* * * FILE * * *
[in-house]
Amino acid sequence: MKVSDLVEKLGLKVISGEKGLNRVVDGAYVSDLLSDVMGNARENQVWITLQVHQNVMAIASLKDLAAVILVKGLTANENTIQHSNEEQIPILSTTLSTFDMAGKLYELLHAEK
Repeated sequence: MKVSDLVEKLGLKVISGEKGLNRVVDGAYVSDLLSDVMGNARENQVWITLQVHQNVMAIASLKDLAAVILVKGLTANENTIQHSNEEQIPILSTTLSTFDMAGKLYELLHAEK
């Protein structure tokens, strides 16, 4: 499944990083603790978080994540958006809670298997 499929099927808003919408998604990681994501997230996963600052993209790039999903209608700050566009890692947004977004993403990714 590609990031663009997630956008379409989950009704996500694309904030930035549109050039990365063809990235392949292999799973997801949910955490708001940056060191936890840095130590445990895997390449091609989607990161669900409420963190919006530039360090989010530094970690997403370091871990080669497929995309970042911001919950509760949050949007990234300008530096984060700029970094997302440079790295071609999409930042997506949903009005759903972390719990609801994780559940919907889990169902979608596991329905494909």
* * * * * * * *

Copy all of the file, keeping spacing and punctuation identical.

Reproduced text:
[in-house]
Amino acid sequence: MKVSDLVEKLGLKVISGEKGLNRVVDGAYVSDLLSDVMGNARENQVWITLQVHQNVMAIASLKDLAAVILVKGLTANENTIQHSNEEQIPILSTTLSTFDMAGKLYELLHAEK
Repeated sequence: MKVSDLVEKLGLKVISGEKGLNRVVDGAYVSDLLSDVMGNARENQVWITLQVHQNVMAIASLKDLAAVILVKGLTANENTIQHSNEEQIPILSTTLSTFDMAGKLYELLHAEK
């Protein structure tokens, strides 16, 4: 499944990083603790978080994540958006809670298997 499929099927808003919408998604990681994501997230996963600052993209790039999903209608700050566009890692947004977004993403990714 590609990031663009997630956008379409989950009704996500694309904030930035549109050039990365063809990235392949292999799973997801949910955490708001940056060191936890840095130590445990895997390449091609989607990161669900409420963190919006530039360090989010530094970690997403370091871990080669497929995309970042911001919950509760949050949007990234300008530096984060700029970094997302440079790295071609999409930042997506949903009005759903972390719990609801994780559940919907889990169902979608596991329905494909």